As a side note, if you can use sum of squared amplitudes along those beam (instead of sum of amplitudes), then you can do it directly in spatial domain thanks to Parseval's theorem (which would bring the computational complexity down to $\mathcal O(MN)$, dominated by the conversion to polar coordinates). The equivalence (for the sum of squared amplitudes) can be seen using the following code:

% Compare the result of square amplitude summation in the frequency domain vs spatial domain
SumFD = sum(abs(ImgFD).^2,1)/size(ImgFD,1);
SumSD = sum(abs(imgpolar).^2,1);

hold off; plot(angles, 10*log10(SumFD+1), 'b');
hold on;  plot(angles, 10*log10(SumSD+1), 'r:');
xlabel('beam angle (radians)');
ylabel('Sum of squared amplitudes (dB)');
legend('Frequency domain', 'Spatial domain', "location", "southwest");

Notice the overlap of the curves computed in the spatial and frequency domains:

Sum of squared amplitudes as a function of beam angle


If you are in fact computing beams of a radar-like pattern in a 2D frequency plot as you seem to suggest in this other post, then you best bet comes back to doing a 2D FFT which would be order $\mathcal O(N^2 \log N)$. You could then perform the conversion to polar form for the sum of frequency coefficients which would add a small $\mathcal O(N^2)$, so the result is still dominated by the 2D FFT.

  • $\begingroup$ How can you use 2D-Parseval's theorem to obtain a partial sum of the line of magnitude squared frequency coefficients? As it yields the total sum, but you are referring to a line of frequencies ? May be you can provide an example octave/matlab code or a mathematical derivation of the statement ? $\endgroup$
    – Fat32
    Aug 1 '16 at 9:29
  • 2
    $\begingroup$ @Fat32 You'd use 1D-Parseval's theorem to obtain the total sum on each given spoke, ie. including all frequencies, based on the OP's "keeping track of which angle has the highest sum of frequency amplitudes" (except that to use Parseval's it would have to be "keeping track of which angle has the highest sum of squared frequency amplitudes"). This illustrates that if OP keeps track of a quantity that is essentially independent of frequency, then there is no need for DFT/FFT. $\endgroup$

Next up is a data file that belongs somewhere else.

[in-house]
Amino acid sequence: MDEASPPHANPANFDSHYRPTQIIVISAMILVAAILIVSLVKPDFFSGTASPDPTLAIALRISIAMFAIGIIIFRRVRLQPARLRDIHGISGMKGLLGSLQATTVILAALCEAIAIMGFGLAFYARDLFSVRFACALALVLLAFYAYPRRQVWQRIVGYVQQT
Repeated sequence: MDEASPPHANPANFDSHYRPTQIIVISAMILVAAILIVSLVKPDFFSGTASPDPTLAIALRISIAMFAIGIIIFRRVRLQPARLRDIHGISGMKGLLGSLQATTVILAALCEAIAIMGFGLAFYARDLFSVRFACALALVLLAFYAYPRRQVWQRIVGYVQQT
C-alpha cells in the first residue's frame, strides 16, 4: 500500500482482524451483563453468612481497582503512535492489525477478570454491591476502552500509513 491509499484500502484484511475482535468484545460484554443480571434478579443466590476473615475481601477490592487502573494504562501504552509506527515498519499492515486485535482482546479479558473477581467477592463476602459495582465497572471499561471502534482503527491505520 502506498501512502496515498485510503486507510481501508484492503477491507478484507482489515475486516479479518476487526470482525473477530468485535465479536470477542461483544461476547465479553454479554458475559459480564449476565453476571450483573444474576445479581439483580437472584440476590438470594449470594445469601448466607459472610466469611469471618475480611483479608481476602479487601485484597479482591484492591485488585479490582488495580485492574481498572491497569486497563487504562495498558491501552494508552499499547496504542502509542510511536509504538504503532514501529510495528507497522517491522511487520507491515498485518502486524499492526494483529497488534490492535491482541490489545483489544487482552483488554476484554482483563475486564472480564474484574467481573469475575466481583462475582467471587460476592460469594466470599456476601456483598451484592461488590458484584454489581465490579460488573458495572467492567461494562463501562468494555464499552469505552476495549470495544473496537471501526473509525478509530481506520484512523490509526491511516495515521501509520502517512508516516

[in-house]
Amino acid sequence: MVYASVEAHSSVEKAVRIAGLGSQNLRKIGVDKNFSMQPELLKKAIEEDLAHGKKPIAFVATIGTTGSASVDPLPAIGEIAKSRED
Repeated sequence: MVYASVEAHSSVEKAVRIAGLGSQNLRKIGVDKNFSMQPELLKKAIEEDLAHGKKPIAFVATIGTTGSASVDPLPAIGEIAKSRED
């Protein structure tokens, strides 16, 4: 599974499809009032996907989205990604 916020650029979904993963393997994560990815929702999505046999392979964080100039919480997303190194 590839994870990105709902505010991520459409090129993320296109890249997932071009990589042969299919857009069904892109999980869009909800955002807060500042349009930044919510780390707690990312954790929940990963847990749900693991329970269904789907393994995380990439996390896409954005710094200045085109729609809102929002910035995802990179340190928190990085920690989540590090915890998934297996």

– SleuthEye
    Aug 1 '16 at 17:52
  • $\begingroup$ Nice effort! I think I've misunderstood the OP. I thought he's sweeping a line in the 2D DFT coefficients, rather than in spatial image domain samples, (as your example demonstrated). So basicly what you say is to get, for each angle, a sweeping line of spatial samples from the image, and compute its 1D-DFT and compute the total DFT energy (or instead use Parseval to find the total energy directly without a DFT). So this information gives us the image orientation based on the assumption that an image should be dominated by lines parallel to alignment (vertical to sweeping line?) $\endgroup$
    – Fat32
    Aug 1 '16 at 19:43
  • $\begingroup$ I am sweeping a line in 2D DFT coefficients for what it's worth. If this solution doesn't work for that case, it seems like i could do it in the DFT image instead to get the same desired results, since the DFT loses positional information, but keeps directional frequency information? $\endgroup$
    – Alan Wolfe
    Aug 3 '16 at 21:18